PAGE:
Libya is recovering faster than many had predicted and its oil industry is leading the way. With huge proved reserves and more believed to be available, it is heading towards a high place at the Opec table. But there are hurdles.
Libya rises fast from the ashes
After Libya's civil war, experts pessimistically predicted a recovery in the country's oil industry could stretch on for as long as three years.
Work camps had been looted and left bereft of phone and internet links, export terminals were damaged and at one point in the fighting, production fell to 45,000 barrels per day (bpd), less than 3 per cent of the usual 1.6 million bpd.
Yet, seven months later, Libya is already pumping 1.5 million bpd and expects to hit pre-war levels by next month.
Its rapid recovery raises a question about the future of the nation with Africa's biggest known oil reserves, at 46 billion barrels: can Libya double its production to 3 million bpd - a level it last pumped more than 40 years ago - and launch itself into the league of Opec's major producers?
"Libya has the potential to become an energy or petrochemicals hub but it was deprived for 40 years to reach its potential," says Ahmed Shawki, the head of marketing for Libya's National Oil Corporation (NOC).
"The oil sector has been very scattered since its establishment - many crudes, many companies."
The future of Libya's oil industry has bearing on the country's stability and international energy markets alike.
The loss of Libya's prized sweet crude, which accounted for just under 2 per cent of world supply before the war, sent oil prices shooting up last year to US$127. At the time, that price was a three-year high.
And the Libyan government is relying upon the US$45 billion (Dh165.28bn) it expects to make from oil and gas this year for its $68bn budget to fund salaries and the development of infrastructure in sectors including health care and communications.
Whether Libya can go beyond its pre-war target depends on an ongoing contract review, the willingness of international companies to enter a nation that analysts say has the potential to fracture into three, and elections next month for the national assembly that is to draft the country's new constitution.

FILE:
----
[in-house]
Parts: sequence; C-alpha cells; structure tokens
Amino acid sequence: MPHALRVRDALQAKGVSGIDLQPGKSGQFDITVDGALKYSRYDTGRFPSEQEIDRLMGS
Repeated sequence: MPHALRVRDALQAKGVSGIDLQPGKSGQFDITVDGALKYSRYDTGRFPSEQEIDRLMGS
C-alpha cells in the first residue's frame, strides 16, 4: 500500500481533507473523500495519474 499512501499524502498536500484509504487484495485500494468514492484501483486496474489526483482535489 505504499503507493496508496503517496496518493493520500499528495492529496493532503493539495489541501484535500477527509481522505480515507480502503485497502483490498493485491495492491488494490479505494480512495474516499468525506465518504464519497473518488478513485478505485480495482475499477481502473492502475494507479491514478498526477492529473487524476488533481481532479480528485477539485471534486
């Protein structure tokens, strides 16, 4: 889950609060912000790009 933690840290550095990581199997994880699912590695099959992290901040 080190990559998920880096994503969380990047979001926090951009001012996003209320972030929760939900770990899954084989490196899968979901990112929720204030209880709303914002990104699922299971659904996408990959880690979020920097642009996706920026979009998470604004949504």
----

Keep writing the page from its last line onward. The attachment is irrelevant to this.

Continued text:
Libya last hit 3 million bpd four decades ago, and NOC executives have dreamt of reaching that level again - a rate that would put the country in the league of Iran and Iraq, Opec's top two producers after Saudi Arabia. Officials even hoped to be sitting on an extra 8.2 billion barrels of undiscovered reserves suggested by independent surveys.
But during the Qaddafi era, sanctions and political isolation hampered production and stringent contract terms did not motivate exploration by foreign partners.
"I would not call the partnership we had as a full partnership," Fareed Salem, the vice president of business development for Conoco Phillips in the Middle East and North Africa, said at a conference in Dubai recently.
The terms of such partnerships are expected to change by 2015, when the NOC plans to rewrite exploration and production policies.
"We do sense a new spirit and a new energy of doing things," says Mr Salem. "This is something that we had envisioned back in 2005 that in reality we were not able to do."
Still, hurdles remain.
To pump 3 million bpd by 2015, Libya needs to invest $30bn, estimates Christophe Lecourtier, the director general of UbiFrance, France's trade commission. Such funds may be hard to find, given the uncertainty in Libya, where the bourse remains closed. Of the billions of dollars in assets frozen last year to target the Qaddafi regime, only 60 to 70 per cent have been released, according to the National Transitional Council (NTC), the temporary government set up last year by Libya's victorious rebels.
Meanwhile, a review of nearly 10,000 government contracts is ongoing. Although the NTC has assured companies the process will not be revisionist, the extent of the review is not yet clear.
Basic improvements in the oil sector are still needed, including replacing four-wheel-drive vehicles taken by fighters during the war, reinstalling phone and internet lines and establishing security for export installations, said Abdulbaset Abadi, a member of the oil committee on the NTC.
Although the NOC says Libya is adequately stable, its subsidiary Agoco was rocked by labour protests earlier this year and this month, a candidate was killed shortly after submitting his registration to run in the national elections.
"We have to be patient," said Mustafa El Huni, the deputy chairman of the NTC. "It will take time - maybe 10, 15, 20 years - to fix the Libya that Qaddafi created."